International fishery managers agree to historic yet potentially short-term North Atlantic ban

The Press Release is also available in: Français (French), Español (Spanish)

Madrid, Spain. November 23, 2021. Conservationists are heralding a hard-fought ban on retention of North Atlantic shortfin mako sharks adopted today by the International Commission for the Conservation of Atlantic Tunas (ICCAT), as a first step toward reversing the decline of the seriously overfished population. The ban forms the core of a long-term international rebuilding plan, the first in the world for this exceptionally valuable, globally threatened species. ICCAT fishery managers agreed that, in 2022 and 2023, all retention of North Atlantic shortfin makos will be prohibited, an action that ICCAT scientists have advised since 2017. The EU – which has long taken the lion’s share of mako catch – insisted, however, on including a complicated formula that may offer a way for some Parties to resume landings after the reprieve.

Continue reading PRESS RELEASE: Endangered Mako Sharks Get A Break


To: Heads of Delegations, International Commission for the Conservation of Atlantic Tunas (ICCAT)

This week’s ICCAT meeting is the fifth one where Parties grapple with scientists’ warnings about serious overfishing of North Atlantic shortfin mako sharks. Inadequate management responses to the associated advice to ban all retention from this population risks a collapse of this valuable resource.

West and Central African researchers and scientists continue our work to protect and improve domestic management of sharks. The Sub-Regional Plan of Action for Sharks led to advances in research, data collection, and conservation throughout the region. We are increasingly concerned, however, about the role of international fishing fleets and distant markets on the dynamics of shark exploitation and trade in the region’s waters, especially with respect to oceanic sharks like shortfin makos.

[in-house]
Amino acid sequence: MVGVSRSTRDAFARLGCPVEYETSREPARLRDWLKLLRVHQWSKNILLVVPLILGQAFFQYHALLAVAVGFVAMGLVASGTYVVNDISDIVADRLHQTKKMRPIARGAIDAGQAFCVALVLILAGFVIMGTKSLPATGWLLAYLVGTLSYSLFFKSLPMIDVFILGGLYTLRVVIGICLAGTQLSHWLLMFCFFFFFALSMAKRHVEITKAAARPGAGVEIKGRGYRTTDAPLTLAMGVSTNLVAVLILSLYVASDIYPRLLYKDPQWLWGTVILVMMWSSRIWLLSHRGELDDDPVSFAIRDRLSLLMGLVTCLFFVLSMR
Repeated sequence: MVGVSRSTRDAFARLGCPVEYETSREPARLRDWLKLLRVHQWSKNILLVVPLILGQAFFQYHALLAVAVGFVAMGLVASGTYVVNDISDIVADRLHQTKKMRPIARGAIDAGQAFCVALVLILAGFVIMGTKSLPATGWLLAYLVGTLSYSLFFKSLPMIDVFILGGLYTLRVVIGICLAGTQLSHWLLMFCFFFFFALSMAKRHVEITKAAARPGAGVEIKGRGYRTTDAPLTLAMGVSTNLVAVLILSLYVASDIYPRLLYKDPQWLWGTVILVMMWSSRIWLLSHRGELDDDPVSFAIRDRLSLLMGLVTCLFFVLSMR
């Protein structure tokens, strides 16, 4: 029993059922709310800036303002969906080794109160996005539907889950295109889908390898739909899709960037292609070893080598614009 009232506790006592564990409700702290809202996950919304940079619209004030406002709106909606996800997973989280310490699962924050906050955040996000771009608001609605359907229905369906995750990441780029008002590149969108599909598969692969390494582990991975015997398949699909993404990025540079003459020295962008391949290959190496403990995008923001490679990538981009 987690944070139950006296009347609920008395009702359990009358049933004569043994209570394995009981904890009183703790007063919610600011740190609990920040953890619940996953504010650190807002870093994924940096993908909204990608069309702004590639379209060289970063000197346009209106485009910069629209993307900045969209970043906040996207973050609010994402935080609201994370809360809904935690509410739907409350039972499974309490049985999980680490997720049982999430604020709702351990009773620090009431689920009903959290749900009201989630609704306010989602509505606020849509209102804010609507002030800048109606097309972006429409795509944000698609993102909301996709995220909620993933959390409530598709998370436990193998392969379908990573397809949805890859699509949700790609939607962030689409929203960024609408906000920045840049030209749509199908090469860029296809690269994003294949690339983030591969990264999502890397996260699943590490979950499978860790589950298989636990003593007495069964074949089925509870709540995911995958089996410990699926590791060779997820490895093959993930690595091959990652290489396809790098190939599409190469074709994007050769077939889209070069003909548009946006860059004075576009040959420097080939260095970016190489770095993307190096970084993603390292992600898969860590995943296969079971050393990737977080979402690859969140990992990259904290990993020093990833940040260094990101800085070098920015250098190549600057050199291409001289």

Benin, Cabo Verde, Côte d’Ivoire, Gabon, Gambia, Liberia, Nigeria, and Senegal were among the countries that successfully proposed listing mako sharks under the Convention for the International Trade of Endangered Species (CITES). Since 2019, Senegal, Gabon, The Gambia, Liberia, Sierra Leone, Guinea Bissau, and Angola have all championed through ICCAT a complete and immediate retention ban for North Atlantic shortfin makos as the cornerstone of a comprehensive rebuilding plan.

Scientists have specifically recommended a retention ban as the most effective way to achieve the substantial mortality reductions necessary to start the lengthy recovery of this shark. Such a ban is:

• Straight-forward and therefore readily enforceable for Parties in our region
• Key to changing the fishers’ incentive toward avoidance
• Likely quite effective because of the species’ relatively high post-release survival rates
• Less restrictive and economically damaging than closing entire fisheries
North Atlantic shortfin makos are now among the most endangered sharks in the world and continue to be overfished due to ICCAT inaction.
We call on all ICCAT Parties to act now and ensure immediate implementation of a ban on retention is part of any final mako agreement adopted at the 2021 Annual Meeting.

Open Letter available in English and French


Top Priority: Protect North Atlantic Shortfin Mako Sharks

The 27th Regular Meeting of The International Commission For The Conservation Of Atlantic Tunas (ICCAT) – 15-23 Nov – is the fifth consecutive annual meeting during which Parties will grapple with ICCAT scientists’ advice for reversing the dangerous decline of North Atlantic shortfin mako sharks.

Conservation action to prevent collapse of the exceptionally slow growing, seriously overfished North Atlantic shortfin mako population is long overdue and increasingly urgent.

Continue reading ICCAT 2021: Shark League Position Statement


International Tuna Fishery Managers Resume Negotiations That Could Result in Overdue, Historic Protection

The Press Release is available in: English, French and Spanish

PRESS RELEASE, Madrid, Spain. November 15, 2021. Conservationists are focused this week on the annual meeting of the International Commission for the Conservation of Atlantic Tunas (ICCAT) and the possibility of a new agreement to protect seriously overfished North Atlantic shortfin mako sharks. Since 2017, scientists have recommended a ban on retention as the most effective immediate step toward reversing decline and rebuilding the population over about 50 years. Such a ban has been repeatedly proposed by many ICCAT Parties, led most recently by Canada, Senegal, Gabon, and the UK. The main obstacles have been the EU and the US whose competing proposals for exceptions have prevented consensus for years.

Continue reading Press Release: Make or Break for Endangered Atlantic Mako Sharks


At its biannual meeting in mid-October, the U.S. National Oceanic and Atmospheric Administration (NOAA) Advisory Committee for the International Commission for Conservation of Atlantic Tunas (ICCAT) discussed agenda items for ICCAT’s 2021 annual meeting in November, including the continued overfishing of North Atlantic shortfin mako sharks. Representatives from multiple conservation organizations made the case for immediate mako protection. All of the testimony delivered in the public comment session came from conservationists urging a shortfin mako retention ban for the North Atlantic.

Continue reading U.S. Voices for Makos